Bishop urges Govt not to make ‘critical error’ on gay rights
Government got more than it bargained for at a “national gathering for prayer” when church leader Lloyd Duncan warned the country’s leaders to “exercise biblical caution” in its lawmaking.
It was a not so subtle reference to Government’s intention to amend the Human Rights Act to prohibit sexual orientation discrimination.
Bishop Lloyd Duncan’s New Testament Church of God has been vocal in its opposition to the law change in the past.
“Sometimes insufficient, or inadequate, biblical consideration is not given to our well meaning intentions,” said Bishop Duncan. “And if we hasteningly proceed with our intentions, devastating, and I dare say, damaging results can occur.
“With this in mind I now implore our newly elected Government to exercise biblical caution, and spiritual restraint, as you seek to approve what God’s word does not endorse, and as you seek to legislate what heaven has deemed inadmissible from the inception of time.
“With all humility of heart, I submit to the OBA Government that it is too early in your political governance to make such a critical error in what can only be termed as a lethal mistake.”
Hundreds of people joined church leaders, members of the City Council, Premier Craig Cannonier, Opposition leader Marc Bean, and other dignitaries, in front of City Hall yesterday afternoon to pray for the country.
The event was the culmination of an initiative, Bermuda Prays, intended to unite the country through prayer. The audience heard from a number of church leaders, students and the Premier, who invited Mr Bean to join him on the City Hall steps, as he spoke.
Mr Cannonier asked the people to pray for him and the country’s legislators. “Everything that we do, we will make sure [Bermuda] becomes a home for you,” the Premier said, referring to himself and Mr Bean.
He drew enthusiastic applause when he said: “I acknowledge the fact that without the spiritual content, and the input of the spiritual leaders, Bermuda is doomed for a destination we do not want.
“I am pleading to you, Bermuda, that by the principles that you come here today, that we will lead by example, that we will be God-fearing, that everything that we do will be done in the Father, the Son and the Holy Spirit’s name.
“So, I acknowledge once again, that without you praying on behalf of us as legislators, that we cannot do it alone. We need your prayers.
“This is truly about us. So, from heart to heart, we acknowledge the spiritual leaning of this country and will continue to look for your leading, your guidance and the right path we must be on. I thank you for acknowledging the existence of God above. And whether you believe in a different thing, we acknowledge the fact that there is a spiritual element to us that must be raised in this country.”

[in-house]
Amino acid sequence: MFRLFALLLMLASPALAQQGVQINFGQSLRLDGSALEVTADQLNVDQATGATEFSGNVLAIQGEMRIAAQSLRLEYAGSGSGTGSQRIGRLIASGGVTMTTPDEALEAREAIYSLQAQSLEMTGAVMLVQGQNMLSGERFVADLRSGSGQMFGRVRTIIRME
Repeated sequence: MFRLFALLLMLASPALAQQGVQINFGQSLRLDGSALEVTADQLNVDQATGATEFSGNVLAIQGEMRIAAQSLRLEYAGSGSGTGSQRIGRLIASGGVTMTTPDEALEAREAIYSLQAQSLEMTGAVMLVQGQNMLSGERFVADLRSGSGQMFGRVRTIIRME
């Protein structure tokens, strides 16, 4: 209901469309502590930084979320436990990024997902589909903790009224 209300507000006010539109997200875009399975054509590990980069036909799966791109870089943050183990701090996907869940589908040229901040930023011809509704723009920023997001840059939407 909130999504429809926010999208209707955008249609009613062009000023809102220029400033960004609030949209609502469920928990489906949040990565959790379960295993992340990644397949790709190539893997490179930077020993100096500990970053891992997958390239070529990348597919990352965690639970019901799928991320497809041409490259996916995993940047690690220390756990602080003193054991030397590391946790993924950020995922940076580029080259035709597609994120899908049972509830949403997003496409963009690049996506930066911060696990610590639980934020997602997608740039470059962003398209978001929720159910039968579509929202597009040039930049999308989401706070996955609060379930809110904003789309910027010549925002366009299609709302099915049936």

The programme was divided into three segments: the awakening to the recognition of God, the acknowledgment (of the nation’s need of God) and the answer (of the hope and healing of God).
Cainan Tucker, of Somersfield Academy, talked about the breakdown of family, telling the audience that “there are some things that only my daddy can teach me,” before reciting a prayer.
And Dominique Rawlings ,of the Bermuda High School for Girls, lamented declining social values and its impact on young people.
While Jashae Allen-Lamontagne, of Sandys Secondary Middle School, presented on “the nation’s failure of our young people”.
Former senior civil servant Leo Mills, representing the Wesley Methodist Church, prayed for the economy, commerce and international business. He said today’s challenges required everyone to “pull together to ensure that our ship of state move into smooth waters, and enjoy the benefits of a good crew on-board.”
The Bermuda Prays initiative has received some criticism for blurring the line between church and state. The Royal Gazette yesterday that he was disappointed that the principle was not being respected in Bermuda.
Jonathan Starling, who contested last year’s general election as an independent candidate, told
“Premier Cannonier may be right that without spirituality we are all doomed, but I find it disappointing that our society has yet to see a proper division of Church and State.
“Such a separation of Church and State is, I believe, an essential element for promoting equality between all citizens. We are an island of many spiritualities, denominations and religions or philosophies.
“Religious individuals have a right to attend religious gatherings, but our elected officials should only attend these in their private capacity, rather than blurring the line between spirituality and State privileging of one religion over another.
“If people want to pray, go ahead. But leave that to the Churches or other religious groups, and keep the State separate,” Mr Starling said.
Premier Craig Cannonier had set the initiative in motion when he invited Christian leaders to his office to discuss his vision for a “spiritual rewakening” of the country.